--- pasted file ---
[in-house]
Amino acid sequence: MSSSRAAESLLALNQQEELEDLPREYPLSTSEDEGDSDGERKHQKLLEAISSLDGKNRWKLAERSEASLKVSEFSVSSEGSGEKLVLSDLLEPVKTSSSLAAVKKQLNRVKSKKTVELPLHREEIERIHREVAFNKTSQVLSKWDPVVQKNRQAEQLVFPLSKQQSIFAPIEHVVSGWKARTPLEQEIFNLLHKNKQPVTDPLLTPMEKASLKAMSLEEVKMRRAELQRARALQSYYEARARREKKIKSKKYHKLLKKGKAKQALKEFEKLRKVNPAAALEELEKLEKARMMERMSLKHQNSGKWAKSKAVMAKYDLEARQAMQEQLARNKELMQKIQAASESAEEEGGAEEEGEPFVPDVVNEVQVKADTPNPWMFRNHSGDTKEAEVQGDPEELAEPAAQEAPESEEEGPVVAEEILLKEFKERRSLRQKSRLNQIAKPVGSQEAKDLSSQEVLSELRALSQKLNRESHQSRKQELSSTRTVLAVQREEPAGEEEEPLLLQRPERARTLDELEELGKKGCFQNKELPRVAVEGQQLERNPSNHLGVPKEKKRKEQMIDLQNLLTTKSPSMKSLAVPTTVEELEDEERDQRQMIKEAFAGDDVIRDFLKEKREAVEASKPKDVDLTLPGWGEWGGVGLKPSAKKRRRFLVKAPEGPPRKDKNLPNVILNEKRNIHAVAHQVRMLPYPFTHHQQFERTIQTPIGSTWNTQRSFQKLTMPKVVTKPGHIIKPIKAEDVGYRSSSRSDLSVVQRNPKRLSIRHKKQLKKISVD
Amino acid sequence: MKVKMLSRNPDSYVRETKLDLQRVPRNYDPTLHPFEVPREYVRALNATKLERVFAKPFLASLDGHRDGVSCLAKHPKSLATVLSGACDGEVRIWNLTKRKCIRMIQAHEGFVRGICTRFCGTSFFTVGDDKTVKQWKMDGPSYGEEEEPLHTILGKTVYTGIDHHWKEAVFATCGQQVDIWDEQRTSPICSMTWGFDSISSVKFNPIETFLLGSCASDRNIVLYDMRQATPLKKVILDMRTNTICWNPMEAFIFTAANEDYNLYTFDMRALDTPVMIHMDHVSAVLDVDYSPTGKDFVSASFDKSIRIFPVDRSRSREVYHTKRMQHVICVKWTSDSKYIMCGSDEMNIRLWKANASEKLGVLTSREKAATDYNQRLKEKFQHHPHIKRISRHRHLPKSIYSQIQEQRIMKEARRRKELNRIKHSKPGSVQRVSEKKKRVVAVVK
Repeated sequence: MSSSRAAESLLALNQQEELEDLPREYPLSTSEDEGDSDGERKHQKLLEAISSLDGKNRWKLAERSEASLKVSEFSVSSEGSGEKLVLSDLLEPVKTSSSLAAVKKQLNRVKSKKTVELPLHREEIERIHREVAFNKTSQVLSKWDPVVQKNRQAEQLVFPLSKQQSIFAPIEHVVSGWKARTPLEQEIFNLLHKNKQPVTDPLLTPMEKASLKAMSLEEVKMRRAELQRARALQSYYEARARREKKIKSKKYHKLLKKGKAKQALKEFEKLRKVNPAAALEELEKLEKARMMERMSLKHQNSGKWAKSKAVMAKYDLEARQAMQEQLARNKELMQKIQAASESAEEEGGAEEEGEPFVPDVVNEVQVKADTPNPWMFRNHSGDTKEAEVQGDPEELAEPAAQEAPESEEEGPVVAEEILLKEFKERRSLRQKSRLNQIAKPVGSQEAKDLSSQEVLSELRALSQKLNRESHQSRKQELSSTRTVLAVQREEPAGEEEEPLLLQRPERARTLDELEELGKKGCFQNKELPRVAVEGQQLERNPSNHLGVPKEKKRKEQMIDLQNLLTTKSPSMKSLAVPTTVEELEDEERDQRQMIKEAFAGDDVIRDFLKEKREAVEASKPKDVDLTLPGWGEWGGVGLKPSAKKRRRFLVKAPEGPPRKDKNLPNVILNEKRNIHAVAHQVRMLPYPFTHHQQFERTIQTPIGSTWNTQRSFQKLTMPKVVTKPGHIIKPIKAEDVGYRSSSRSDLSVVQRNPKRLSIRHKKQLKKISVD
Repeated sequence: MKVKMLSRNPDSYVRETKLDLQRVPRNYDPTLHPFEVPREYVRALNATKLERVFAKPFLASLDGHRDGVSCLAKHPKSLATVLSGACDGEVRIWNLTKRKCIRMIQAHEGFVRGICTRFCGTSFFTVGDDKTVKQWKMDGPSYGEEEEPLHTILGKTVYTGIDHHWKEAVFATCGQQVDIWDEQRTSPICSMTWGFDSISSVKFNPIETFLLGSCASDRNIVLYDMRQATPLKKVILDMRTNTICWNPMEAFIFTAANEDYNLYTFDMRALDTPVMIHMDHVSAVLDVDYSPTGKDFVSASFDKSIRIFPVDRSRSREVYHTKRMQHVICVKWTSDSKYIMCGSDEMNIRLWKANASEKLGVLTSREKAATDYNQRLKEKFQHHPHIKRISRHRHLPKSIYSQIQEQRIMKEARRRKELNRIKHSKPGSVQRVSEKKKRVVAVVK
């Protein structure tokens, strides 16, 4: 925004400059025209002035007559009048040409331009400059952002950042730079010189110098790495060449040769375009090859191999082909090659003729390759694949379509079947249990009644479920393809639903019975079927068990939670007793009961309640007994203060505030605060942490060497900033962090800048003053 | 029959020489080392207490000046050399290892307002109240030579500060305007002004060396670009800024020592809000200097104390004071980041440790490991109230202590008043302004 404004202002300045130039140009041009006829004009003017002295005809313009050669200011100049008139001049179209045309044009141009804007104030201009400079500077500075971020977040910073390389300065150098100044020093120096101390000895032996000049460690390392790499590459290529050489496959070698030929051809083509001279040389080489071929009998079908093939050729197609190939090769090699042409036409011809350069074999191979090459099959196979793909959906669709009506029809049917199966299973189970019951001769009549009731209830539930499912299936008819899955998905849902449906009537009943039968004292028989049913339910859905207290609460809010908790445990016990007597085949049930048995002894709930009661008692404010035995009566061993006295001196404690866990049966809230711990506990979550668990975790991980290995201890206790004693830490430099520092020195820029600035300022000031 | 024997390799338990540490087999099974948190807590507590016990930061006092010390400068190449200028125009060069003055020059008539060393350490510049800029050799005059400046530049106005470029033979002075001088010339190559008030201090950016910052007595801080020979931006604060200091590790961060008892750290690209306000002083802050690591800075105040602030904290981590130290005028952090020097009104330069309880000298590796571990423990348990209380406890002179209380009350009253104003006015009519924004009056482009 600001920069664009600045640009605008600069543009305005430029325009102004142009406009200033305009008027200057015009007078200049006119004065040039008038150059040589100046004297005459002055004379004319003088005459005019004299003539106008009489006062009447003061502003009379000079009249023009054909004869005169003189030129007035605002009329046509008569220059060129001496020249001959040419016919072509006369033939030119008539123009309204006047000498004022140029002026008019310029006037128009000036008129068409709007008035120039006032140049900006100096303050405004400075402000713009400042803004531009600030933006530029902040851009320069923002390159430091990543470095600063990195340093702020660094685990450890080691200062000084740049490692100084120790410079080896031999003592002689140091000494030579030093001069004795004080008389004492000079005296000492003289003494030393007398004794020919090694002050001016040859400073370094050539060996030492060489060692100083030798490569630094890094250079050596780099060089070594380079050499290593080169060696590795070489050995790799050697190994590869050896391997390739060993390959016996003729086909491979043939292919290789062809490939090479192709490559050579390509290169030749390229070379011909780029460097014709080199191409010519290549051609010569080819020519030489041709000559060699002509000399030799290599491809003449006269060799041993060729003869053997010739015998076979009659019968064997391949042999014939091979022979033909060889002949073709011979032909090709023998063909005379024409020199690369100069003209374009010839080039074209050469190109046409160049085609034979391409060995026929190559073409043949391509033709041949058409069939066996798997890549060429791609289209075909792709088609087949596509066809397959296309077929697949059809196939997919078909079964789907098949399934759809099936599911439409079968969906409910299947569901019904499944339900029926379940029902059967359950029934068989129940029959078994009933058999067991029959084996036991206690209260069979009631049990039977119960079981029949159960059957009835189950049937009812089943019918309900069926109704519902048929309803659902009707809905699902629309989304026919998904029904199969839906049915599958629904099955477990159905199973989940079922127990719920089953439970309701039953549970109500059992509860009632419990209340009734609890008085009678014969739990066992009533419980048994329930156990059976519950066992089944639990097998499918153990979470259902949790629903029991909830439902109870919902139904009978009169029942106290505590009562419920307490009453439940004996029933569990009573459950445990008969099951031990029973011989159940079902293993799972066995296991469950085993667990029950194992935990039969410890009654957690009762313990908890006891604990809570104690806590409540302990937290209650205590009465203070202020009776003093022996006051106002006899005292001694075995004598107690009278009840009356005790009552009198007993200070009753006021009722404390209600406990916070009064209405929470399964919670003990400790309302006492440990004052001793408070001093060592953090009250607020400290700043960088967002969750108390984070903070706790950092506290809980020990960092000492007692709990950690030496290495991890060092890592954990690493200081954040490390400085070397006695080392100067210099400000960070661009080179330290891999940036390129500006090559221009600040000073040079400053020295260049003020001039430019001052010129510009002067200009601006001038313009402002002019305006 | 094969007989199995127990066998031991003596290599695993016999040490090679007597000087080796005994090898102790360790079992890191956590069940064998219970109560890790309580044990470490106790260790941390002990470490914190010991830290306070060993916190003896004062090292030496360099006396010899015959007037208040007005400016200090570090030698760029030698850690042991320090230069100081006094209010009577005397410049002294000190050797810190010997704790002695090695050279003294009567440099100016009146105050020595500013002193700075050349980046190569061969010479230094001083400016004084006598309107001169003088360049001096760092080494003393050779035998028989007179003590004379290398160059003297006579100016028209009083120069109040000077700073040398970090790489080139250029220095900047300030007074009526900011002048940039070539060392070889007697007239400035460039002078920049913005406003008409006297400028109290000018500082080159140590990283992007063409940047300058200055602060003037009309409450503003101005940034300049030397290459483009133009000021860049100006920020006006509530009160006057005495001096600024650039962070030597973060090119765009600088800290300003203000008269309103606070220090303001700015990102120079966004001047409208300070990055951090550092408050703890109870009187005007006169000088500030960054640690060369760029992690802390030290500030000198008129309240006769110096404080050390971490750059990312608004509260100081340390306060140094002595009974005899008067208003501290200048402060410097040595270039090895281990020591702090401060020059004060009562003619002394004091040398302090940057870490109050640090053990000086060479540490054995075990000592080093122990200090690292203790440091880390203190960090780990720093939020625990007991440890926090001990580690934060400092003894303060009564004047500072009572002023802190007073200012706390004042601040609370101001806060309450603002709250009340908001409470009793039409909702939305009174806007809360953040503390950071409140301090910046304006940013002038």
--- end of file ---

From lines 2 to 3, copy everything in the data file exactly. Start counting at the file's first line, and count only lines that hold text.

Amino acid sequence: MSSSRAAESLLALNQQEELEDLPREYPLSTSEDEGDSDGERKHQKLLEAISSLDGKNRWKLAERSEASLKVSEFSVSSEGSGEKLVLSDLLEPVKTSSSLAAVKKQLNRVKSKKTVELPLHREEIERIHREVAFNKTSQVLSKWDPVVQKNRQAEQLVFPLSKQQSIFAPIEHVVSGWKARTPLEQEIFNLLHKNKQPVTDPLLTPMEKASLKAMSLEEVKMRRAELQRARALQSYYEARARREKKIKSKKYHKLLKKGKAKQALKEFEKLRKVNPAAALEELEKLEKARMMERMSLKHQNSGKWAKSKAVMAKYDLEARQAMQEQLARNKELMQKIQAASESAEEEGGAEEEGEPFVPDVVNEVQVKADTPNPWMFRNHSGDTKEAEVQGDPEELAEPAAQEAPESEEEGPVVAEEILLKEFKERRSLRQKSRLNQIAKPVGSQEAKDLSSQEVLSELRALSQKLNRESHQSRKQELSSTRTVLAVQREEPAGEEEEPLLLQRPERARTLDELEELGKKGCFQNKELPRVAVEGQQLERNPSNHLGVPKEKKRKEQMIDLQNLLTTKSPSMKSLAVPTTVEELEDEERDQRQMIKEAFAGDDVIRDFLKEKREAVEASKPKDVDLTLPGWGEWGGVGLKPSAKKRRRFLVKAPEGPPRKDKNLPNVILNEKRNIHAVAHQVRMLPYPFTHHQQFERTIQTPIGSTWNTQRSFQKLTMPKVVTKPGHIIKPIKAEDVGYRSSSRSDLSVVQRNPKRLSIRHKKQLKKISVD
Amino acid sequence: MKVKMLSRNPDSYVRETKLDLQRVPRNYDPTLHPFEVPREYVRALNATKLERVFAKPFLASLDGHRDGVSCLAKHPKSLATVLSGACDGEVRIWNLTKRKCIRMIQAHEGFVRGICTRFCGTSFFTVGDDKTVKQWKMDGPSYGEEEEPLHTILGKTVYTGIDHHWKEAVFATCGQQVDIWDEQRTSPICSMTWGFDSISSVKFNPIETFLLGSCASDRNIVLYDMRQATPLKKVILDMRTNTICWNPMEAFIFTAANEDYNLYTFDMRALDTPVMIHMDHVSAVLDVDYSPTGKDFVSASFDKSIRIFPVDRSRSREVYHTKRMQHVICVKWTSDSKYIMCGSDEMNIRLWKANASEKLGVLTSREKAATDYNQRLKEKFQHHPHIKRISRHRHLPKSIYSQIQEQRIMKEARRRKELNRIKHSKPGSVQRVSEKKKRVVAVVK